Mr Amit Shah ,Mr Anil Gudi and Prof Roy homburg
AMH is anti-Mullerian hormone. It was first discovered and named as the hormone produced by the testicles of the male foetus in the uterus to ensure that none of the female reproductive tract would develop in the male baby. Lately it was discovered that AMH is also produced in the ovaries of the female after birth, levels in the blood peaking at age 25 years followed by a steady decline from there on.
AMH is produced by small follicles that contain eggs, the more small follicles, the greater the amount of AMH that is produced. This is why the level of AMH in the circulation reflects the number of potentially fertilisable eggs and why it is used today as a measure of ovarian reserve.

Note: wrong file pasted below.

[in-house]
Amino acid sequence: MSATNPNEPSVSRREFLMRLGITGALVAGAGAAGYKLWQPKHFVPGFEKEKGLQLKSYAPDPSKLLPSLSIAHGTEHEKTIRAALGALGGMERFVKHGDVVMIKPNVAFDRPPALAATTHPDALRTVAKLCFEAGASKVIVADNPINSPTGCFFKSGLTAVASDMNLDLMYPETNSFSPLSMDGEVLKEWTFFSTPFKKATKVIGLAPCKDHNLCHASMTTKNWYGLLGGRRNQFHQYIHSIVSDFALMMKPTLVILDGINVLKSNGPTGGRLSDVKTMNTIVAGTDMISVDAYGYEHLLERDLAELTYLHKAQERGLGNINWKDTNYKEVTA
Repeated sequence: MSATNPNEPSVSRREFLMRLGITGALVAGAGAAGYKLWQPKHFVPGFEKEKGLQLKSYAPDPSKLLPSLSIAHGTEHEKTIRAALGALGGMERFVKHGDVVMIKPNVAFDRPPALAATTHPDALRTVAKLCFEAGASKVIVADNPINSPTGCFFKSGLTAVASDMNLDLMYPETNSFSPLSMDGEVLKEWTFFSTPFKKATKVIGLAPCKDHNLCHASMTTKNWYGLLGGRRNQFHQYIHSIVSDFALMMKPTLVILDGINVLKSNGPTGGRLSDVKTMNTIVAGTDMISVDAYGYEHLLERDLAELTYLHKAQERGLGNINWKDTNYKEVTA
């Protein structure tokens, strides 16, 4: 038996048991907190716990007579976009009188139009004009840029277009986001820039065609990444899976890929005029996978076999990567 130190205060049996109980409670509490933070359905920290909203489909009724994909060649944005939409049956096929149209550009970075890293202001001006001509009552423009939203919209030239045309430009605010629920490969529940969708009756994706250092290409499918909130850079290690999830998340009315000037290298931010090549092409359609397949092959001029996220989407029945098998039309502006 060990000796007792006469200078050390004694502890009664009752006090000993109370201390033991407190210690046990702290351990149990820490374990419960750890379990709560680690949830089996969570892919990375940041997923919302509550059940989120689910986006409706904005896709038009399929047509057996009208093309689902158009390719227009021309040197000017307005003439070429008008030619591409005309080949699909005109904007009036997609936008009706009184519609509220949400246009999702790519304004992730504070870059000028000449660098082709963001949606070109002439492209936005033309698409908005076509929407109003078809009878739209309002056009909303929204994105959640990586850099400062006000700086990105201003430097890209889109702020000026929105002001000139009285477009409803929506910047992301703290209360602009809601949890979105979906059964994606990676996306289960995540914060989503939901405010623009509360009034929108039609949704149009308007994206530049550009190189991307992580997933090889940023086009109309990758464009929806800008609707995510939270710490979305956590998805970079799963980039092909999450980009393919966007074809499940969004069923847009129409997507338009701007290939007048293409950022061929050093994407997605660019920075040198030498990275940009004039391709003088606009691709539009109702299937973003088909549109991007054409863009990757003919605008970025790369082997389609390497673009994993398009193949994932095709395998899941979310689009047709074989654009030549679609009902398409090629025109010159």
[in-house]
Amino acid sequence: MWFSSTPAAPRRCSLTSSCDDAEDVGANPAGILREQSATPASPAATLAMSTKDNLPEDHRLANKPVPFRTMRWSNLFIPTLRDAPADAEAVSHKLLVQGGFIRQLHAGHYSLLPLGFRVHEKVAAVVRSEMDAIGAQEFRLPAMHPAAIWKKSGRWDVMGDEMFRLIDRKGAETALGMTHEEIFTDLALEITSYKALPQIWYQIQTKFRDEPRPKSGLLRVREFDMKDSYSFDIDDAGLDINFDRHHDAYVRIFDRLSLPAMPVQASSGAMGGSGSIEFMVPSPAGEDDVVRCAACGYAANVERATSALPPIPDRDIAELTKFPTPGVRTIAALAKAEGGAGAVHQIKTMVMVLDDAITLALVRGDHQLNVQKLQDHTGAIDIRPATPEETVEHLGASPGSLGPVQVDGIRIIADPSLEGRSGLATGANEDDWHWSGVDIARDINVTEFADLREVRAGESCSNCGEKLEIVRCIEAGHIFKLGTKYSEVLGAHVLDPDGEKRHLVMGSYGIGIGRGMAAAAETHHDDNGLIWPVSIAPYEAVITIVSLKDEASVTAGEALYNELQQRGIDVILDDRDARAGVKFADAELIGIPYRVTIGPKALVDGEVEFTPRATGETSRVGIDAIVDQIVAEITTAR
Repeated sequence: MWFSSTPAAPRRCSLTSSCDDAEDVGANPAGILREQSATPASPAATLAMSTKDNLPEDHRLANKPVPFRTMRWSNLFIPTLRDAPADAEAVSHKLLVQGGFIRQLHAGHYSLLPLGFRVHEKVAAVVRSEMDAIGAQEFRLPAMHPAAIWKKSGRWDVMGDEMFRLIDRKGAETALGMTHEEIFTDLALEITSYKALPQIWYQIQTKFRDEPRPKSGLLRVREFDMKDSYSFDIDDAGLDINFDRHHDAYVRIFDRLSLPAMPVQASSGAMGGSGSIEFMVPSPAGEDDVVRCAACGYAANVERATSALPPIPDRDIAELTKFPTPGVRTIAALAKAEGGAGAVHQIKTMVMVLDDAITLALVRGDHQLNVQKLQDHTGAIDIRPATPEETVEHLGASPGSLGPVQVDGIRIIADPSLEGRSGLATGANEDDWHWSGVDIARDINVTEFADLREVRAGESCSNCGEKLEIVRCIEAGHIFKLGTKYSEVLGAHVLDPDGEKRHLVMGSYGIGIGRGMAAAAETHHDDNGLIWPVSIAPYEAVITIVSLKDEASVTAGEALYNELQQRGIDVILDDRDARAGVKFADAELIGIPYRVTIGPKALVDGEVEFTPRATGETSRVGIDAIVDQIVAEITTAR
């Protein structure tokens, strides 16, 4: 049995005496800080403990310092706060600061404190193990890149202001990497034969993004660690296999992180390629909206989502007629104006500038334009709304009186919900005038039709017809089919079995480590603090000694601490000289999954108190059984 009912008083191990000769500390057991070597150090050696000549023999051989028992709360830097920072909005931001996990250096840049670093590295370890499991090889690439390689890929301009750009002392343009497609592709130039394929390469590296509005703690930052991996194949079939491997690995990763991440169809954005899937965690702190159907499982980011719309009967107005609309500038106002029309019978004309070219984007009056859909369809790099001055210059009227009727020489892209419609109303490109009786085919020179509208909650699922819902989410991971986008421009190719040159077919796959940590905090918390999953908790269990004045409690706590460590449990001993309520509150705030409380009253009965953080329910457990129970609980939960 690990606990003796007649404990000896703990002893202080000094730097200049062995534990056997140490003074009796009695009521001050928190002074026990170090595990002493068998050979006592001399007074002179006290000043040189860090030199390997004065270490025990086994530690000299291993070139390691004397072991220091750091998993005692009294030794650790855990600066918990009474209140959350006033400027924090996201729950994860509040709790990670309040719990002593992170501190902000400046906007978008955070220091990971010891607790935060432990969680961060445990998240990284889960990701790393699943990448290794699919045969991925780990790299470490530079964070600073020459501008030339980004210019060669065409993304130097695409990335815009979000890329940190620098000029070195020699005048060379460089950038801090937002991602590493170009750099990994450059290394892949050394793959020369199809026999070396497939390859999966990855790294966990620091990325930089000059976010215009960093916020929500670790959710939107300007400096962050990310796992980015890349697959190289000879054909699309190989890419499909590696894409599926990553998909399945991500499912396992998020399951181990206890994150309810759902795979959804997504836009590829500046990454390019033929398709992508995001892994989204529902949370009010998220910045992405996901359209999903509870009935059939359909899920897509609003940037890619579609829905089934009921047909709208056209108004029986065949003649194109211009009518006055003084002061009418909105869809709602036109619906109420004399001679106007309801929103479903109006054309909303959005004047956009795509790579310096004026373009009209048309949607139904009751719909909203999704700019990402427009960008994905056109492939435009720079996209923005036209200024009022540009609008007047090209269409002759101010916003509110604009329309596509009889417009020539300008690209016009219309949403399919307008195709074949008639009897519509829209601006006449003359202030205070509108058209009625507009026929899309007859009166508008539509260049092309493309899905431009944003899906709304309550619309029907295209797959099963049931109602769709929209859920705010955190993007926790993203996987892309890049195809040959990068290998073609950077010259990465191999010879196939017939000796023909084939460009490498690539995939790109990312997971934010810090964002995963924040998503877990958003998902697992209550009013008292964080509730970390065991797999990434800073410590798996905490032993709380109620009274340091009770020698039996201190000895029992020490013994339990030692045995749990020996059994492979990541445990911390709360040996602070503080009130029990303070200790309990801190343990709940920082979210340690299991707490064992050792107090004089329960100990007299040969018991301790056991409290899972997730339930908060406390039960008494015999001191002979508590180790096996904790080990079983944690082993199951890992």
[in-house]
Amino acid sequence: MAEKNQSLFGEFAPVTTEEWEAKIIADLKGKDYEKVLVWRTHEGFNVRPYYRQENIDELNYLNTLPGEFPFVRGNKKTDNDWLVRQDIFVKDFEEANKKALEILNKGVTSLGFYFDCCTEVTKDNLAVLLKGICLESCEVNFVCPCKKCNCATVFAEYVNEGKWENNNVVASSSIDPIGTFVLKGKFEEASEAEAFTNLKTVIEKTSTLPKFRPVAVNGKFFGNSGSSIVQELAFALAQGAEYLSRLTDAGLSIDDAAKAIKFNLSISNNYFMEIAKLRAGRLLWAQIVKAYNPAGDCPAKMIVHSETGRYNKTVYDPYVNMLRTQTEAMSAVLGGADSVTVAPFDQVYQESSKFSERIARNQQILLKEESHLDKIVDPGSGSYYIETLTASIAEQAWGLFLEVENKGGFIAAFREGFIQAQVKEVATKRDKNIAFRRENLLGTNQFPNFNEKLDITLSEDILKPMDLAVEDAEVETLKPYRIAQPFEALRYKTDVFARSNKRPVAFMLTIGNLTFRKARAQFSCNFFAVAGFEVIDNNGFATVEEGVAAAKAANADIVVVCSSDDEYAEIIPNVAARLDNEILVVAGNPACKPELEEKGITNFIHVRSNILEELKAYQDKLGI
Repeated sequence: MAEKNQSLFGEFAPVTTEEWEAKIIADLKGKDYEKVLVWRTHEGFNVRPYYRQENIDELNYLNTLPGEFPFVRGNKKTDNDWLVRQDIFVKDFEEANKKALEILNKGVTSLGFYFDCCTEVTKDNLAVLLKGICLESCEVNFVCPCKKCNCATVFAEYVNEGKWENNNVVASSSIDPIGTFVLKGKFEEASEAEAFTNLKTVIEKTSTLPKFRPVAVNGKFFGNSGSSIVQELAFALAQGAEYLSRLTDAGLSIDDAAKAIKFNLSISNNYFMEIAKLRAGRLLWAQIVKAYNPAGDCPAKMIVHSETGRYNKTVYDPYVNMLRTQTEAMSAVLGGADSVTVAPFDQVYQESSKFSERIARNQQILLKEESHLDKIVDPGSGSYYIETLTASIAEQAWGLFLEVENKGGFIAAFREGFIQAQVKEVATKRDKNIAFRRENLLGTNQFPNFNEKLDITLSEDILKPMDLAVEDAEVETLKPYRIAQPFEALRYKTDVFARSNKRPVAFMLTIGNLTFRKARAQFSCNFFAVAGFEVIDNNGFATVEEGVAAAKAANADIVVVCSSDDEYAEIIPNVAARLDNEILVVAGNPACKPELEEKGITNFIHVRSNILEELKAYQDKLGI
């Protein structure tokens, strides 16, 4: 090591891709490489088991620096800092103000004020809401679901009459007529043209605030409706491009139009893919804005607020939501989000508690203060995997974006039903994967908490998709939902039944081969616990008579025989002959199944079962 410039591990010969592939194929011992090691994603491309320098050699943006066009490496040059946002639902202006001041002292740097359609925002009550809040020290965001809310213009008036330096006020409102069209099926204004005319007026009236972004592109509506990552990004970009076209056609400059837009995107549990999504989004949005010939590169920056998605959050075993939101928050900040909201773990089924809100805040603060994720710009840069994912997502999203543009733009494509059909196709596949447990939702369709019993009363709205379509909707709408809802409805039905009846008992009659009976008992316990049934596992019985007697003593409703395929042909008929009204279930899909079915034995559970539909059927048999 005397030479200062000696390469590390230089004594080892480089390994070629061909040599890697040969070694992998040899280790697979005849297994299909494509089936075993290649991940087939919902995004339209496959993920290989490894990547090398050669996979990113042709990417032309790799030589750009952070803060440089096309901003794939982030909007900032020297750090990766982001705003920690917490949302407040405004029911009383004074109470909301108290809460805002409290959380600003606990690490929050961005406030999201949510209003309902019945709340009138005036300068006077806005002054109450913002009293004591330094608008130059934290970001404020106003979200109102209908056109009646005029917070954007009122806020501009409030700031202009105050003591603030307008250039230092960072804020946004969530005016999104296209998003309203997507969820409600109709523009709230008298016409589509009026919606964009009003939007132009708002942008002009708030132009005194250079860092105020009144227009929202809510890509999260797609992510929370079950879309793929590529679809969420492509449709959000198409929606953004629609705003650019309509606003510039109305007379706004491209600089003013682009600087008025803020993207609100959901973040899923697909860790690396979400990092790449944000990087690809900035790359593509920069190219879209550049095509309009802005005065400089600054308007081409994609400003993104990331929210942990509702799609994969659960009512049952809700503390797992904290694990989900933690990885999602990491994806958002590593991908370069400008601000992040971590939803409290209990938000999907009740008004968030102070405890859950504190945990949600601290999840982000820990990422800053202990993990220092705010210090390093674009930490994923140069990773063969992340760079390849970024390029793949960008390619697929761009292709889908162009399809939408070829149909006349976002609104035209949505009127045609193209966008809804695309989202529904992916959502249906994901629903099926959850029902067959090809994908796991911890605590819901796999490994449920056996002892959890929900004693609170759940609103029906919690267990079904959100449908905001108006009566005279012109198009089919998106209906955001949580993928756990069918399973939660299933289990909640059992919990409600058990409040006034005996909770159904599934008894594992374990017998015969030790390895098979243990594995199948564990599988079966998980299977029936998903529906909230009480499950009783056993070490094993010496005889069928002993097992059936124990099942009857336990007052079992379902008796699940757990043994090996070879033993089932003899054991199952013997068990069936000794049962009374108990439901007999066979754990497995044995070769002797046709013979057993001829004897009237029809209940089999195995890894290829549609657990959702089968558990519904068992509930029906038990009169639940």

As female age increases, the amount of AMH produced decreases, reflecting the decrease in the number of small follicles and potentially fertilisable eggs available. AMH accurately shows how the ovaries will respond to stimulation which may be needed during various treatments for infertility and is used as a guide to the starting dose of the medication that is required for optimal results. It is also used as a rough guide for the chances of pregnancy, in conjunction with the age of the female partner, and has proved useful for the counselling of patients.